Kierkiewicz said in January that short-term rentals do contribute to the island’s economy, but the county is at an inflection point to do something and address the myriad challenges community members have raised about them.

“What we’re just trying to do is safeguard our community interests and safeguard our future,” she said.

Kimball added that the legislation is meant to find a balance between the benefits to the island’s economy from transient accommodations and making sure their impacts are minimized.

Screenshot from the March 2018 Hawaiʻi Appleseed “Hawaiʻi Vacation Rentals: Impact on Housing & Hawaiʻi’s Economy” report.

“It’s an industry-wide alarm bell,” testified Nick Benoit during a January meeting of the council’s Policy Committee Planning, Land Use and Development. “Property management companies across the board and homeowners engaged in short-term renting face the stark prospect of scaling down or going as far as ceasing operations entirely.”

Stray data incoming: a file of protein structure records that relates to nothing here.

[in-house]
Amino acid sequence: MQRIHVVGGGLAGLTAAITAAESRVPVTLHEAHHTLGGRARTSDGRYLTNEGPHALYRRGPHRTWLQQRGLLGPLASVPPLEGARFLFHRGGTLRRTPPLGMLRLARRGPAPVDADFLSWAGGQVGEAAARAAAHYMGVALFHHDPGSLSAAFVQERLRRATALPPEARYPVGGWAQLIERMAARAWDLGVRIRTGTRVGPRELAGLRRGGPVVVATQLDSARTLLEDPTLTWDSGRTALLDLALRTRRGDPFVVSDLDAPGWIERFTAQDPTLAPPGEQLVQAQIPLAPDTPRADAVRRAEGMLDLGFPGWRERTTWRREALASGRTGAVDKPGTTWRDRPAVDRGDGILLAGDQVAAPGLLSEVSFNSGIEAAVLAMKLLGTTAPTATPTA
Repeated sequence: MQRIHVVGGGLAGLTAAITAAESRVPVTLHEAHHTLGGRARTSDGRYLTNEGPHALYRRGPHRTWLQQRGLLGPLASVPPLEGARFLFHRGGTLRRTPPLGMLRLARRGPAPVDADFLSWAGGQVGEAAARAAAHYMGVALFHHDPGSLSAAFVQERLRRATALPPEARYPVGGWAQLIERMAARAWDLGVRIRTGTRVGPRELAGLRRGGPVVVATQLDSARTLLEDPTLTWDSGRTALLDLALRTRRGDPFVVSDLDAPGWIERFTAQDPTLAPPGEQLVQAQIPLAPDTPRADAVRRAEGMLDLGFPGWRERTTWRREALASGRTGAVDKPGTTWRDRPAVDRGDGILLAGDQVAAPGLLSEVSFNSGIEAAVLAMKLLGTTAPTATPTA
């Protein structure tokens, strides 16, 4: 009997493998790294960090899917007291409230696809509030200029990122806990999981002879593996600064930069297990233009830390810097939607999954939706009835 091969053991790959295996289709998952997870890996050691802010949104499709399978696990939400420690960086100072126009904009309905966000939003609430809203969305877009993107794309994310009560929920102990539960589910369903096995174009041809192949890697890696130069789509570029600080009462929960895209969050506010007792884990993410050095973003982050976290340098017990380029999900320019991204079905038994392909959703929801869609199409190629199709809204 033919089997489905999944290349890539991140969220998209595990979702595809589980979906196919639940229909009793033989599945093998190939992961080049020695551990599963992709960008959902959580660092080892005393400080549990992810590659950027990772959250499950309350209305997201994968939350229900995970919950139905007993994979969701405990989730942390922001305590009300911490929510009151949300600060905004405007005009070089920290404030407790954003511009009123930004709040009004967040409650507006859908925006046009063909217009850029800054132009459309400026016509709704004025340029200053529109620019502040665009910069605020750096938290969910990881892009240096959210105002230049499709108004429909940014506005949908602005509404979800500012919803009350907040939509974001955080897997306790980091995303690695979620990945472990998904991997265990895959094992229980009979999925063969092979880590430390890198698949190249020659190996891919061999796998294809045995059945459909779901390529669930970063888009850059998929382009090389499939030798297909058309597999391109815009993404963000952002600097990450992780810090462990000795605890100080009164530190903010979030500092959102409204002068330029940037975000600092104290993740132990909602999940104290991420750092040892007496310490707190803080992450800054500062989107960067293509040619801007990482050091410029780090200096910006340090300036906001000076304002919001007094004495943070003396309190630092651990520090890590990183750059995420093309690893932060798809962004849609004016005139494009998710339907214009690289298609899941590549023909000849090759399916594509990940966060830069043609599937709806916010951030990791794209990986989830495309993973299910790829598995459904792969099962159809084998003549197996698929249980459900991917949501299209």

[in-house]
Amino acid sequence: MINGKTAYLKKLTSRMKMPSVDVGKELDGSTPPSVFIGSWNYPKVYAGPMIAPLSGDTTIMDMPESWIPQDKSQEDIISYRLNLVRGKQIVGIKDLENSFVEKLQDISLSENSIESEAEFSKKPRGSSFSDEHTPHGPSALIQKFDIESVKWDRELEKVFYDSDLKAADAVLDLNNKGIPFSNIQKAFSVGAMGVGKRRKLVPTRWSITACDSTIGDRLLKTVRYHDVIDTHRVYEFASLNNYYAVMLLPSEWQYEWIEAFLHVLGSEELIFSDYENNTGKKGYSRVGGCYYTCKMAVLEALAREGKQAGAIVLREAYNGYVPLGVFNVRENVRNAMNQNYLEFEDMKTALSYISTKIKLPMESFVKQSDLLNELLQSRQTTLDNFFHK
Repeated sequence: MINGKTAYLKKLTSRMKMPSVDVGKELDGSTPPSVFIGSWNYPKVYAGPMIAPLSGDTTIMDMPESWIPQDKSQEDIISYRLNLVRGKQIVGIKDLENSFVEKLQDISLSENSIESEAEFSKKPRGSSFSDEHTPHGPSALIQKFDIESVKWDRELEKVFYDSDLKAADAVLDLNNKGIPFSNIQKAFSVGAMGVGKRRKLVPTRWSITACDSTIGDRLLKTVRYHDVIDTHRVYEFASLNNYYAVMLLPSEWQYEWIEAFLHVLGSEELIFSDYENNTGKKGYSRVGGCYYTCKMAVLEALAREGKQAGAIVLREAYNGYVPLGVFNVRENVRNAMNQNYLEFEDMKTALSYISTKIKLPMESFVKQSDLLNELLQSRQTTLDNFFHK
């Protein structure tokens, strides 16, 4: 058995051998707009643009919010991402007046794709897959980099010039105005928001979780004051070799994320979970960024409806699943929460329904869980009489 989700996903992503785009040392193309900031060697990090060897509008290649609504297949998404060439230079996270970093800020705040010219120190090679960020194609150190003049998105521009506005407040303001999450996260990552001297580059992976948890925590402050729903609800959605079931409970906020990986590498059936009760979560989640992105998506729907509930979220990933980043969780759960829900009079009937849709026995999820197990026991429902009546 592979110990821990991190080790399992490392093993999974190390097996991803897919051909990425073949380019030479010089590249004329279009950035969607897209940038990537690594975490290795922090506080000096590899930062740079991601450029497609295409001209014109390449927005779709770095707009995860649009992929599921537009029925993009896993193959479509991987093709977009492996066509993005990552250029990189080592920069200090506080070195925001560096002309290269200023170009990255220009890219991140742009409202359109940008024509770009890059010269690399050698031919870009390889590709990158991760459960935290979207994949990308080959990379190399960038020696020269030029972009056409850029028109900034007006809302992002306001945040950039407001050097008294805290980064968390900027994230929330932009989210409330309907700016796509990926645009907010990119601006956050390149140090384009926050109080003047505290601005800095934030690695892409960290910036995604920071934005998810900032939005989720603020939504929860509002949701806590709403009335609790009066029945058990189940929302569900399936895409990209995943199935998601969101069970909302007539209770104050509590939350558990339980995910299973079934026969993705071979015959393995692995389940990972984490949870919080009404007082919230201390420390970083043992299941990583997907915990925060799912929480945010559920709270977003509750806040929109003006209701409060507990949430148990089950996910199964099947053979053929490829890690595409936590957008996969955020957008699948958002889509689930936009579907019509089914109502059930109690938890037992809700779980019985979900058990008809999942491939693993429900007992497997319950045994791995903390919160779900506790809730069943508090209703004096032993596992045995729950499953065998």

Benoit was representing Elite Pacific Vacations and was one of more than 100 people who spoke in person or submitted written testimony in opposition to the transient accommodations bill package, many especially about Bill 121, which does most of the heavy lifting.

“These stringent conditions could deter the operations of legitimate short-term rentals, which play a crucial role in our local economy by providing jobs and supporting tourism,” he said.

The bills were most recently reviewed by the Hawai‘i County Windward Planning Commission, which gave each of them unfavorable recommendations during its May 2 meeting.

Several commission members consider the measures to be government overreach. Chairman Dennis Liu cited several reservations with the measures, chiefly the lack of a comprehensive, independent economic impact study.

‘Ohana ‘Āina Association president and Hawai‘i County Council candidate Joshua Montgomery said his organization is pleased with the commission’s decision.